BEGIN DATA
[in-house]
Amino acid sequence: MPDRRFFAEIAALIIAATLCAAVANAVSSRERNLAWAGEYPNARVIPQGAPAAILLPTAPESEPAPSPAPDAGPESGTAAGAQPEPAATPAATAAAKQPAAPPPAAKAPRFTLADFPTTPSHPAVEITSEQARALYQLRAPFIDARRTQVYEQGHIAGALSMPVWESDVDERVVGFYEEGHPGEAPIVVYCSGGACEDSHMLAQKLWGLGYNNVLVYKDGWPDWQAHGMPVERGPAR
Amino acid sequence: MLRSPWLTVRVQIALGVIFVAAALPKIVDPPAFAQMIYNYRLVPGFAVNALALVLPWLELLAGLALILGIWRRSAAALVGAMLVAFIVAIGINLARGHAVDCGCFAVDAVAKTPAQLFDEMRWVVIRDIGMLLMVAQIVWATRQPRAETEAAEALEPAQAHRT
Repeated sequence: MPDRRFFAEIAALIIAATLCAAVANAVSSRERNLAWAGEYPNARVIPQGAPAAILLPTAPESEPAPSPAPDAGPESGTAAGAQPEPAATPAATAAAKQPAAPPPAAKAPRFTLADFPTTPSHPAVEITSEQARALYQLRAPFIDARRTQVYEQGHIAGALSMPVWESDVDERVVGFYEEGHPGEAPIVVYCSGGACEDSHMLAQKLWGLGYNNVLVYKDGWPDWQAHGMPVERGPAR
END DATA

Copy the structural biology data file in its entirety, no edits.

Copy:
[in-house]
Amino acid sequence: MPDRRFFAEIAALIIAATLCAAVANAVSSRERNLAWAGEYPNARVIPQGAPAAILLPTAPESEPAPSPAPDAGPESGTAAGAQPEPAATPAATAAAKQPAAPPPAAKAPRFTLADFPTTPSHPAVEITSEQARALYQLRAPFIDARRTQVYEQGHIAGALSMPVWESDVDERVVGFYEEGHPGEAPIVVYCSGGACEDSHMLAQKLWGLGYNNVLVYKDGWPDWQAHGMPVERGPAR
Amino acid sequence: MLRSPWLTVRVQIALGVIFVAAALPKIVDPPAFAQMIYNYRLVPGFAVNALALVLPWLELLAGLALILGIWRRSAAALVGAMLVAFIVAIGINLARGHAVDCGCFAVDAVAKTPAQLFDEMRWVVIRDIGMLLMVAQIVWATRQPRAETEAAEALEPAQAHRT
Repeated sequence: MPDRRFFAEIAALIIAATLCAAVANAVSSRERNLAWAGEYPNARVIPQGAPAAILLPTAPESEPAPSPAPDAGPESGTAAGAQPEPAATPAATAAAKQPAAPPPAAKAPRFTLADFPTTPSHPAVEITSEQARALYQLRAPFIDARRTQVYEQGHIAGALSMPVWESDVDERVVGFYEEGHPGEAPIVVYCSGGACEDSHMLAQKLWGLGYNNVLVYKDGWPDWQAHGMPVERGPAR